The Bible supports separation of Church and State. Untrue. Let’s end at home. Jesus’ trickery with “give to Caesar” was dodging his detractor’s question and replacing it with what he wanted to talk about. The Old Testament is all about how to have a Godly kingdom. The New Testament is about how to run a society, sometimes in secret, within an oppressive empire, but nonetheless in compliance with God’s law. I did not see any foundation of the First Amendment in the Bible.


Project Complete – Overall Reflection

I finished my four-month read through of the Bible on Christmas Day. As a program note for the blog, it resulted in more material being published than I have published in any other four month period, and I suspect that casually interested readers of the blog had more JimII than they could use on a daily basis. Accordingly, I encourage those who are interested to read some of the old posts and share your thoughts. I am pretty good about responding, giving us at least three exchanges toward a conversation.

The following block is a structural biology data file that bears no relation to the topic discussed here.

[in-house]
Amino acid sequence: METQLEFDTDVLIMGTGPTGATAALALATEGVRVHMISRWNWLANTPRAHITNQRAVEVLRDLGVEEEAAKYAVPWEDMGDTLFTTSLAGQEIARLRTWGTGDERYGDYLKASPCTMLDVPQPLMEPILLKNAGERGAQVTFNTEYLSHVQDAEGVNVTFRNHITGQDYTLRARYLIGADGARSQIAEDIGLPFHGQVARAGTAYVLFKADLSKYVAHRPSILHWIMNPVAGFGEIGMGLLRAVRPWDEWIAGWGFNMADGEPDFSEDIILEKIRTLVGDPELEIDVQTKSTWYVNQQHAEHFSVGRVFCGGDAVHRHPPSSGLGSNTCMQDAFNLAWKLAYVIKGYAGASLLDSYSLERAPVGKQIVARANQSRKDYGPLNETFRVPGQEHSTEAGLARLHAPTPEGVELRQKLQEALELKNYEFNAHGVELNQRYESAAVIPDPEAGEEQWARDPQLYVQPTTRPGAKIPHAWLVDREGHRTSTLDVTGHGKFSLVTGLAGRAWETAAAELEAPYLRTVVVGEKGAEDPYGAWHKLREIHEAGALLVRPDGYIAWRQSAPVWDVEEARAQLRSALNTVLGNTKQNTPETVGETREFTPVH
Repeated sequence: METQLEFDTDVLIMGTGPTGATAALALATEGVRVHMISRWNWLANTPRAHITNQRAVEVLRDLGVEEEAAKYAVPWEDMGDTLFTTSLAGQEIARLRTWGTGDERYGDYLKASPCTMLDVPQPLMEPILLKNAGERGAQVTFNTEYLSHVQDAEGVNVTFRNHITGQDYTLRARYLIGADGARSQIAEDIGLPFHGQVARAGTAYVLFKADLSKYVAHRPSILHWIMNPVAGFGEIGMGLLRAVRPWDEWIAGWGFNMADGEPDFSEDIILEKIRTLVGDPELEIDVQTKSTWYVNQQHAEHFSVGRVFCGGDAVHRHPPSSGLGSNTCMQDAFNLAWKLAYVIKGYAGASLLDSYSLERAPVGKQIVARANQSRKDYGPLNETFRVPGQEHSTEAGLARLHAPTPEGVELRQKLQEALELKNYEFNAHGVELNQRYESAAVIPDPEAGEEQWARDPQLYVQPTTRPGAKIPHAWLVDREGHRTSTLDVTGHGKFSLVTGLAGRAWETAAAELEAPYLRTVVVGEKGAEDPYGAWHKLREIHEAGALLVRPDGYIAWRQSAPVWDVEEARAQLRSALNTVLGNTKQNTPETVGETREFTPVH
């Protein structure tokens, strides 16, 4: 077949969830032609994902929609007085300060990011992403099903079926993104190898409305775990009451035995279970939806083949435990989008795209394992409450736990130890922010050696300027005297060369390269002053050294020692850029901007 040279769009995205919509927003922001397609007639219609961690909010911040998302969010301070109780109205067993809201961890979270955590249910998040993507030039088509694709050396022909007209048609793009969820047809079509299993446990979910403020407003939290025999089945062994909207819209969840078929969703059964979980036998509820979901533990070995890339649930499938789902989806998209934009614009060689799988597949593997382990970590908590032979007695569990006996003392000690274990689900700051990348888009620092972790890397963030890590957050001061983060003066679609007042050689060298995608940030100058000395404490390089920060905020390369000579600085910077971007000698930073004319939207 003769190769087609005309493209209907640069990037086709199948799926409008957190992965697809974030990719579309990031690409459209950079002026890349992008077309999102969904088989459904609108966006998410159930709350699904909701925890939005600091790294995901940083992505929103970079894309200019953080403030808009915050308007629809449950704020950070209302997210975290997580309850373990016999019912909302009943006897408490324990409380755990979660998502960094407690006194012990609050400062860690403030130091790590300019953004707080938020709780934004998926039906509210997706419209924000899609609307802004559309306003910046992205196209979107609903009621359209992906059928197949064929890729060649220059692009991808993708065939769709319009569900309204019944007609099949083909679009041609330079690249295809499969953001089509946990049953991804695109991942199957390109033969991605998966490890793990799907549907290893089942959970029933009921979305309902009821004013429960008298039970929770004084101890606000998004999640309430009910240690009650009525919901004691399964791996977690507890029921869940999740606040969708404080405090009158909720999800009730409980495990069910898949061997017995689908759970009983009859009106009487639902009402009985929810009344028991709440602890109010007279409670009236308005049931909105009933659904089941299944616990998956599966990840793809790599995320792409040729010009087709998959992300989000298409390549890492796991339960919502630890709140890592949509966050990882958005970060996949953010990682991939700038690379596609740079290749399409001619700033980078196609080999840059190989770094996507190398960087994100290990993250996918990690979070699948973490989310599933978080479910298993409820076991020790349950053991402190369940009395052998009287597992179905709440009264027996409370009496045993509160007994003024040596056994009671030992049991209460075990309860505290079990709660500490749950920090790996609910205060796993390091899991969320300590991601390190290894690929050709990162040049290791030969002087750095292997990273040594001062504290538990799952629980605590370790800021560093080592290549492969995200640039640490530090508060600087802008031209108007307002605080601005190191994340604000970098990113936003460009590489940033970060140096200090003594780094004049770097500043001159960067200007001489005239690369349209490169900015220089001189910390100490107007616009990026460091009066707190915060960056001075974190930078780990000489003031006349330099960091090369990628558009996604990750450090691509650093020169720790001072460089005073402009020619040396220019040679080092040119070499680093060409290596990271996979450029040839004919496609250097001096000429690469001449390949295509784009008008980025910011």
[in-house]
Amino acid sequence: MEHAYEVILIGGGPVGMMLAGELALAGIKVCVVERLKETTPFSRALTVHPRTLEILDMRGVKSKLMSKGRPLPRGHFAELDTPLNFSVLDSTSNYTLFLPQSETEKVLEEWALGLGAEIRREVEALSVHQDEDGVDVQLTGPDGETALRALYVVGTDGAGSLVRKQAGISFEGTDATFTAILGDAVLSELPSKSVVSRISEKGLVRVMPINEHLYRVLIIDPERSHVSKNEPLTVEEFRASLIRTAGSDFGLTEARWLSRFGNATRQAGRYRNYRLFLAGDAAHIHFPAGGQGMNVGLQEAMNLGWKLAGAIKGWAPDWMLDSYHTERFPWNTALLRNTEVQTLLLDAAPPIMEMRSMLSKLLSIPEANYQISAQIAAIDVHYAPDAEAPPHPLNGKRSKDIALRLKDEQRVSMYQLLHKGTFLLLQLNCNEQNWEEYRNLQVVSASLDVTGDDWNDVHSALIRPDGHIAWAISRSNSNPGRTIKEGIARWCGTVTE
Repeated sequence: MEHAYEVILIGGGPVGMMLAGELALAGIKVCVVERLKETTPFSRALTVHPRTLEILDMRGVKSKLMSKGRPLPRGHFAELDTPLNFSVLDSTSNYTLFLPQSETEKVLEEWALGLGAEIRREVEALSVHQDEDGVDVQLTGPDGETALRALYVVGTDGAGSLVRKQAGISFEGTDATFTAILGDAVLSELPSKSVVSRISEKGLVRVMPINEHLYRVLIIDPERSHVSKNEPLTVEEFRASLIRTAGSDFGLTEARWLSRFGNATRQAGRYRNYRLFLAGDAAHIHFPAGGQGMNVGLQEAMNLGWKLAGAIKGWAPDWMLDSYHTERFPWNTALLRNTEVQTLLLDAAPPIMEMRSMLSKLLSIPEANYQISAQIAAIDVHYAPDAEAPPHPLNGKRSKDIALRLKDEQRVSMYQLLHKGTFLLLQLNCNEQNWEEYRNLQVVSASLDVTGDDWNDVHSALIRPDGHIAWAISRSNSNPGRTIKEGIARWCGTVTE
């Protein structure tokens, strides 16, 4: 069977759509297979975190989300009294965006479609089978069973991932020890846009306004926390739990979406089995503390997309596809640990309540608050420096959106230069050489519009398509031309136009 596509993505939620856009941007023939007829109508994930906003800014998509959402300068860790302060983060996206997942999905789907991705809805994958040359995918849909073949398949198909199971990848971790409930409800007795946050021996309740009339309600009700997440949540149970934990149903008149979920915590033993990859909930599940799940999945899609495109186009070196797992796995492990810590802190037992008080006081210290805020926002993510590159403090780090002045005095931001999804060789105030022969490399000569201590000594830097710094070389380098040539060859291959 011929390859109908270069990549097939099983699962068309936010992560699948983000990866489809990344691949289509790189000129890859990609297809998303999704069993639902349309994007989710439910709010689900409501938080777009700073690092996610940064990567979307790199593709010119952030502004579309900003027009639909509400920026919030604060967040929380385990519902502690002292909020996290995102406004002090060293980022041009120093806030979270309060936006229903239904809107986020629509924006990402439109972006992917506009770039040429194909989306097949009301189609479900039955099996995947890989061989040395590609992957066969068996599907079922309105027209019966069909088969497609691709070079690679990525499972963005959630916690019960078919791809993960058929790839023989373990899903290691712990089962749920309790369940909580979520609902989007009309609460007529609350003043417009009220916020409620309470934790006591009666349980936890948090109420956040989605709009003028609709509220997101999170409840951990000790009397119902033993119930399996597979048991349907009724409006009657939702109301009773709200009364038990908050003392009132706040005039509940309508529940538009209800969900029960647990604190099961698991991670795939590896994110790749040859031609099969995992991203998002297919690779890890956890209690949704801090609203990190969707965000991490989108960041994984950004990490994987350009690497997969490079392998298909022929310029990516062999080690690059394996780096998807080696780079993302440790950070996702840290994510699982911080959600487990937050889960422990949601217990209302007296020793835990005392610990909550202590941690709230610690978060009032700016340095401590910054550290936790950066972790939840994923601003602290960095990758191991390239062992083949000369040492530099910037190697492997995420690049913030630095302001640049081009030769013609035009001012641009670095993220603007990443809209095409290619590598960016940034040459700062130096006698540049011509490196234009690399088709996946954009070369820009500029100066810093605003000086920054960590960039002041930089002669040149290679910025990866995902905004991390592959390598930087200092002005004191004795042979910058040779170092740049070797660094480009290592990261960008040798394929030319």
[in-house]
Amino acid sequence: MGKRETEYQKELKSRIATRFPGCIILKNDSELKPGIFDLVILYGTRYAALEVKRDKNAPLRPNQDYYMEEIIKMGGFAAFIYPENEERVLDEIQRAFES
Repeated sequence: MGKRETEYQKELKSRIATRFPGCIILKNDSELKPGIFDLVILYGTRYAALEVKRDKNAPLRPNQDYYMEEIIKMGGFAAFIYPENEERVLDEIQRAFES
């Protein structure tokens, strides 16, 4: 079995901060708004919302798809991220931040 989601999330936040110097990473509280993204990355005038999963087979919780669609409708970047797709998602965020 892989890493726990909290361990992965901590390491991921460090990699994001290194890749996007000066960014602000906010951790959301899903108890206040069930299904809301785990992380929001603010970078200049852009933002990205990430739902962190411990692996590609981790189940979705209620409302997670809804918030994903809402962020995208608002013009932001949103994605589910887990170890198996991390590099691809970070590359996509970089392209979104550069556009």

Taking a step back from the project, I see my faith as having three distinct sources. One of them is the Bible. This project obviously most helped me focus on that aspect. Another is the Church, which includes tradition and fellow Christians. As a free church Protestant, the role of tradition is probably less than it would be in a more liturgical denomination, or one that pre-dates the formation of the Bible. But, my faith has nonetheless been shaped by what the Church teaches, dramatically so if you include lessons from fellow Christians. The final influence is personal revelation. For me, that is overwhelmingly the result of rational analysis, although I have experienced moments that I seem profoundly different from intellectual excercise. Are these moments best described as emotional, spiritual, hormone induced? I don’t know. But they shape my faith as well. I bring that up at this point because no matter what I say or think about the Bible, it is probably the least significant influence on my faith. And, I think that is true of most Christians, even though many will not admit it.